[Sca-cooks] Why *X* and not *Y*?
Phil Troy / G. Tacitus Adamantius
adamantius1 at verizon.net
Fri Aug 1 06:39:56 PDT 2008
On Aug 1, 2008, at 8:18 AM, Heleen Greenwald wrote:
> I really respect your curiosity and willingness to try new
> things...... I wish I could make myself be more like you!
Do you think your reservations are entirely personal and not the
result of some cultural pressure to stick within certain boundaries?
I'm just wondering. I mean, from my own experience, I was brought up
by a mother who was a mildly adventurous eater (who would occasionally
get herself into more trouble than expected, like the time she ordered
sea cucumber in a Chinese restaurant, thinking it would be a salad),
and a father who would try new things, but had his prejudices, too (he
hated lamb and mutton for no better reason than that his own father
had acquired a healthy disrespect for them, courtesy of the US
Marines, c. ~1912).
But then, they weren't really brought up with a list in their heads of
foods that were good to eat, and those that were not, and a lot of
people have been, in a way.
I guess what I mean is, there's the attitude that says, unfamiliar
foods are just familiar foods you haven't tried yet, and then there's
the one that says, these familiar foods are safe, and these others,
not so much.
I had an interesting experience last summer, when my sister, who is a
convert to Judaism within a relatively conservative congregation, came
to New York to visit my mother and various other family members in the
area. I found myself faced with the prospect of finding restaurants
they could comfortably visit. By definition, they'd need to be Kosher,
but they also needed to be Glatt Kosher. And while their specific
requirements were such that it was possible for them to surf a menu at
a Glatt kosher restaurant, order carefully and avoiding whatever
obvious pitfalls might exist for the unwary but otherwise observant
person, what it turned out was needed for a best-case scenario was a
Glatt Kosher restaurant that had been approved by the particular
rabbinical association, or maybe it's more a confederation of
congregations, to which her own congregation belongs.
The point was that when we'd found such a place, which I finally did,
they could go in there and order anything on the menu, secure at least
in the knowledge that they need not concern themselves in any way with
how the tomatoes were washed and cut, or whatever other concerns a
person living under such dietary restrictions might have. And in the
end, it always seems to be a better experience when you can find a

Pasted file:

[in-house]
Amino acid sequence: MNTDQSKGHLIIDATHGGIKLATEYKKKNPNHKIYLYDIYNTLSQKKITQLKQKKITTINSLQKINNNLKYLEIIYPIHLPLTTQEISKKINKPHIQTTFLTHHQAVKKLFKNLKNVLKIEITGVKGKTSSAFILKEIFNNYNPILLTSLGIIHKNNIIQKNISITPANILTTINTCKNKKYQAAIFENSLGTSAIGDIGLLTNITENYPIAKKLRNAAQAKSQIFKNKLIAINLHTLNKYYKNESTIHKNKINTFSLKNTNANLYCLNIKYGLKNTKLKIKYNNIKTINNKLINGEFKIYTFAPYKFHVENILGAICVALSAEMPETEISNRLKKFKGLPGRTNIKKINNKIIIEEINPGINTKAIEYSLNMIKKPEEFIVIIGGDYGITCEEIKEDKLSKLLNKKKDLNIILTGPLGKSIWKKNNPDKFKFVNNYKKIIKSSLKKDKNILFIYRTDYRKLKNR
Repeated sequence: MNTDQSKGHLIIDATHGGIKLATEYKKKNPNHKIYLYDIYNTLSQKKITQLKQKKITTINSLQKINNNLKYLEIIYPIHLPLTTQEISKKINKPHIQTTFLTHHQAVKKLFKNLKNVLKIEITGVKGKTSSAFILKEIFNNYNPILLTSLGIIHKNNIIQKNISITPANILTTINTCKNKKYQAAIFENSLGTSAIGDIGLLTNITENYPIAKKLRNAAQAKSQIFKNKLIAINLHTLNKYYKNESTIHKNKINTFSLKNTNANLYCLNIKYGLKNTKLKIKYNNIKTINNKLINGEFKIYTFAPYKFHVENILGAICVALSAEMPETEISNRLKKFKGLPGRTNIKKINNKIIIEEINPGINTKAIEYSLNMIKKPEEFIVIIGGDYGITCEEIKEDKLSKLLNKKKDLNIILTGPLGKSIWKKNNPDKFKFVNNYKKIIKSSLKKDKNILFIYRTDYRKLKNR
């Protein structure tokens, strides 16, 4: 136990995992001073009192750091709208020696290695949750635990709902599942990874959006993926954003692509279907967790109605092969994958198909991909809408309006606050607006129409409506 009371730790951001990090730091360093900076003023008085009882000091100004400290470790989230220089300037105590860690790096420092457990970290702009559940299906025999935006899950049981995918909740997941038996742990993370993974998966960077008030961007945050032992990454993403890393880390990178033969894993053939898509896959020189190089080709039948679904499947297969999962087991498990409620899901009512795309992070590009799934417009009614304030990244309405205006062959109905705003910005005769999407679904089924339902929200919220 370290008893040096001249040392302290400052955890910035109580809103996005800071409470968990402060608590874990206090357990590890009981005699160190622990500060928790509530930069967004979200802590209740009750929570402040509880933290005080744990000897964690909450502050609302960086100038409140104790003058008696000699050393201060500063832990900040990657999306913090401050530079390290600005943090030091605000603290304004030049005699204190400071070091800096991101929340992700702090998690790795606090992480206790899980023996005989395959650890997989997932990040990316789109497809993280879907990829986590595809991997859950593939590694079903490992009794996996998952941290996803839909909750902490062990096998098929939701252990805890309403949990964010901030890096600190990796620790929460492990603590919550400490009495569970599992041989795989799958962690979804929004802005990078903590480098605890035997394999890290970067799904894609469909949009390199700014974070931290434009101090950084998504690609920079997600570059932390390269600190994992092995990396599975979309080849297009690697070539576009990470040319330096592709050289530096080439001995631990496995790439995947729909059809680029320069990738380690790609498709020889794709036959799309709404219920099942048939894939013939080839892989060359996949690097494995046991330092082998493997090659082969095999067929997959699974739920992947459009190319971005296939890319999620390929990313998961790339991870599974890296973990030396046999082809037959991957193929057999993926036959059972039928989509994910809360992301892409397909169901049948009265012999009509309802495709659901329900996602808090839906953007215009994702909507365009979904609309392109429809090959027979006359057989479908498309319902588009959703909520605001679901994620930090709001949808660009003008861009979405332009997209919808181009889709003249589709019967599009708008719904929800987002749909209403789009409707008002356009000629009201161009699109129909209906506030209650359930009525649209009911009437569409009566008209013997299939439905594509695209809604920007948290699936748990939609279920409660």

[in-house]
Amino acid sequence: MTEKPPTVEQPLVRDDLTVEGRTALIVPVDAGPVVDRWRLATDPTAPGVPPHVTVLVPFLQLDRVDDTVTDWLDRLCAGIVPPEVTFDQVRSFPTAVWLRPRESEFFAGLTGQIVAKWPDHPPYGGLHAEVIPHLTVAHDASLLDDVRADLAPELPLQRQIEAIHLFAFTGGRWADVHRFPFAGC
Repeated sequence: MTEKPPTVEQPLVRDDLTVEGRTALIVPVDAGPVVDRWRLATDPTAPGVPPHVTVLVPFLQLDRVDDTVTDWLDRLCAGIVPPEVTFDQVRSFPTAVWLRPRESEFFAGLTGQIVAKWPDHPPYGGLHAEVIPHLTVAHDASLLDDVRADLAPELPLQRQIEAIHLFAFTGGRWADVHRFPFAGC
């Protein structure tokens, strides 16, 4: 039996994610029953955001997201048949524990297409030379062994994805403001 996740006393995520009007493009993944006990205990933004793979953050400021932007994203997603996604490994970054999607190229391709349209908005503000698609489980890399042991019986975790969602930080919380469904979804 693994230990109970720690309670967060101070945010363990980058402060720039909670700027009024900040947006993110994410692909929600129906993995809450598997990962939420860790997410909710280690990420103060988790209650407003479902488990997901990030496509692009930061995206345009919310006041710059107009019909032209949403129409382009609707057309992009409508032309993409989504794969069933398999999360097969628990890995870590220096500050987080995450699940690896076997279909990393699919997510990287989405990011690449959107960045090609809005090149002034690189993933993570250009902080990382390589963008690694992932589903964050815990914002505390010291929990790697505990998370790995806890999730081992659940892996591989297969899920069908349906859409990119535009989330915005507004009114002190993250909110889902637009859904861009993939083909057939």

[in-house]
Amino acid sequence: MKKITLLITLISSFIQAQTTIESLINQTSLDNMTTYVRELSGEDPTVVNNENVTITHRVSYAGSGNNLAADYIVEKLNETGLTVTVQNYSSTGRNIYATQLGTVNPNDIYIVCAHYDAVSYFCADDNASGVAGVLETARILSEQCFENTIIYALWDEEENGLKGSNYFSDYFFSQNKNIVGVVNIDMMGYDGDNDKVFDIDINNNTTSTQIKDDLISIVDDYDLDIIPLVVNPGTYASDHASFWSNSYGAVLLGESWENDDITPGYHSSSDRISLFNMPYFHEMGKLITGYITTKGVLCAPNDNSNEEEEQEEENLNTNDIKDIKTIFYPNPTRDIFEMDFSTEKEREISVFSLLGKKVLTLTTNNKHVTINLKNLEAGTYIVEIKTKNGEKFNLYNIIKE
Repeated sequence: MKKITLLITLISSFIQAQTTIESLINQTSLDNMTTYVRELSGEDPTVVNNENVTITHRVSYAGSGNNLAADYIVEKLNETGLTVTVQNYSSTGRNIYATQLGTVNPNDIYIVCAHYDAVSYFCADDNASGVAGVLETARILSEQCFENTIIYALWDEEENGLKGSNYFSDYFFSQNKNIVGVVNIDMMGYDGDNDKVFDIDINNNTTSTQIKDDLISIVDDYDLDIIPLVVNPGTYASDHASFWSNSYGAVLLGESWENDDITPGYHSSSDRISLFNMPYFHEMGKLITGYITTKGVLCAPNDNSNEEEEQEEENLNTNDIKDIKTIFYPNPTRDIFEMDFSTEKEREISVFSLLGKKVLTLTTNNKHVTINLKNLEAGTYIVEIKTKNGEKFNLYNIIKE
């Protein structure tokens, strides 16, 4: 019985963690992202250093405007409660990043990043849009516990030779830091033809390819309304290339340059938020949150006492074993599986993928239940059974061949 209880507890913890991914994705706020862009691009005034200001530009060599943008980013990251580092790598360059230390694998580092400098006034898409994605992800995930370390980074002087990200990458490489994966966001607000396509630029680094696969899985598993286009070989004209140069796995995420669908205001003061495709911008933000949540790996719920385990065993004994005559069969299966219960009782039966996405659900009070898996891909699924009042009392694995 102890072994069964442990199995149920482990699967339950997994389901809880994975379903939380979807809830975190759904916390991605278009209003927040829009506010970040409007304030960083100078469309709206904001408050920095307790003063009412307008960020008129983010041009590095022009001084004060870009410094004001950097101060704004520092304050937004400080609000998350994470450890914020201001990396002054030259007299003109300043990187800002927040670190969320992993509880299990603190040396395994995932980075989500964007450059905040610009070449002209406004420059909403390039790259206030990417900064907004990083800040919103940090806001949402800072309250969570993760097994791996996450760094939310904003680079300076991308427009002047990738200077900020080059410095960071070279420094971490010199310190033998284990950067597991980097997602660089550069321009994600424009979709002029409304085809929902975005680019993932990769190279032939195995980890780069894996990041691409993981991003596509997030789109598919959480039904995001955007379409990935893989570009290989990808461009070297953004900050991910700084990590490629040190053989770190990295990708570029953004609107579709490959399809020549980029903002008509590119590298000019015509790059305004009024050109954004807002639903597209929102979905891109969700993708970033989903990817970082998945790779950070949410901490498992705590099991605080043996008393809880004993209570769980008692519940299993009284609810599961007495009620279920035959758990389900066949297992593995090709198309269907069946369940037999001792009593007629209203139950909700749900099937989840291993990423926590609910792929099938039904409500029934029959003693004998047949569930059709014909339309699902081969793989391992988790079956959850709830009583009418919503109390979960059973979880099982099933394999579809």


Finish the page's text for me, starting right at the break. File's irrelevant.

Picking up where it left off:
place and put yourself in the hands of the people who do this for a
living, and turn off the worry switch.
Now, what the place turned out to serve was very different from what
most Glatt Kosher restaurants in New York serve; it was neither the
typical Ashkanazic Kosher deli fare, nor pizza or other Italian food,
nor Chinese nor Japanese, but Persian. I was a little surprised to
find them, but it was a pretty serious, high-end sort of place.
What was interesting and fun was watching my sister and her children
encounter some things that were very different not only from what they
had experienced at home, but also from what they had experienced in
New York. And then there were the things that are familiar to most
people who've been in the Middle East, a preponderance of eggplant,
tomatoes, and preserved lemons, to say nothing of The Mysterious Third
Shaker on the tables, which, after salt and pepper, turned out to be
The whole thing was a big success, and I think part of the reason why
was that everybody was able to order a meal in absolute confidence
that they could base their decisions entirely on what they wanted, and
on no other considerations. I guess nobody had any major allergy
concerns... ;-). It was fun, though, to be with a group of people who,
after they had gotten their major concerns taken care of and out of
the way, could sort of let their hair down and concentrate on enjoying
themselves for a while...
> On Jul 30, 2008, at 12:39 AM, Audrey Bergeron-Morin wrote:
> If somebody, somewhere, thinks something tastes good, I certainly
> have no obligation to like it, but I will at least have the
> curiosity to taste it.
"Most men worry about their own bellies, and other people's souls,
when we all ought to worry about our own souls, and other people's
-- Rabbi Israel Salanter
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